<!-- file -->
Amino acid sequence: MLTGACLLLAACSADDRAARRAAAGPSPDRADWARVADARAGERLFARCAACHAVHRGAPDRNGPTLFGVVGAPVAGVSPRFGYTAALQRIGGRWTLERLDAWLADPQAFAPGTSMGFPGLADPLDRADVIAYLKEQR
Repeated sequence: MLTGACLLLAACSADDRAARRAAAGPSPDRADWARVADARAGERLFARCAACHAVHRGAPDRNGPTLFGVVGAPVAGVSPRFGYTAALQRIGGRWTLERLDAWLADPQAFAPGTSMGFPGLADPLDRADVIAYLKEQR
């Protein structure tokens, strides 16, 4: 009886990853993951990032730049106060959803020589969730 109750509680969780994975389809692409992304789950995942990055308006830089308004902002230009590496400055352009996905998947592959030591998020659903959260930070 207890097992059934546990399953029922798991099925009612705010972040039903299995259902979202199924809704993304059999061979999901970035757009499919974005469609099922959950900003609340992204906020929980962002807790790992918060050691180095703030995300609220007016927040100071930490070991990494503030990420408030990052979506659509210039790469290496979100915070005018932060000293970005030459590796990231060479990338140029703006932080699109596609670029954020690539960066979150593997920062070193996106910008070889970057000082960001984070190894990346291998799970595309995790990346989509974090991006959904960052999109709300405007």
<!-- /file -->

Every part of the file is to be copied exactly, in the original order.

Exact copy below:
Amino acid sequence: MLTGACLLLAACSADDRAARRAAAGPSPDRADWARVADARAGERLFARCAACHAVHRGAPDRNGPTLFGVVGAPVAGVSPRFGYTAALQRIGGRWTLERLDAWLADPQAFAPGTSMGFPGLADPLDRADVIAYLKEQR
Repeated sequence: MLTGACLLLAACSADDRAARRAAAGPSPDRADWARVADARAGERLFARCAACHAVHRGAPDRNGPTLFGVVGAPVAGVSPRFGYTAALQRIGGRWTLERLDAWLADPQAFAPGTSMGFPGLADPLDRADVIAYLKEQR
């Protein structure tokens, strides 16, 4: 009886990853993951990032730049106060959803020589969730 109750509680969780994975389809692409992304789950995942990055308006830089308004902002230009590496400055352009996905998947592959030591998020659903959260930070 207890097992059934546990399953029922798991099925009612705010972040039903299995259902979202199924809704993304059999061979999901970035757009499919974005469609099922959950900003609340992204906020929980962002807790790992918060050691180095703030995300609220007016927040100071930490070991990494503030990420408030990052979506659509210039790469290496979100915070005018932060000293970005030459590796990231060479990338140029703006932080699109596609670029954020690539960066979150593997920062070193996106910008070889970057000082960001984070190894990346291998799970595309995790990346989509974090991006959904960052999109709300405007």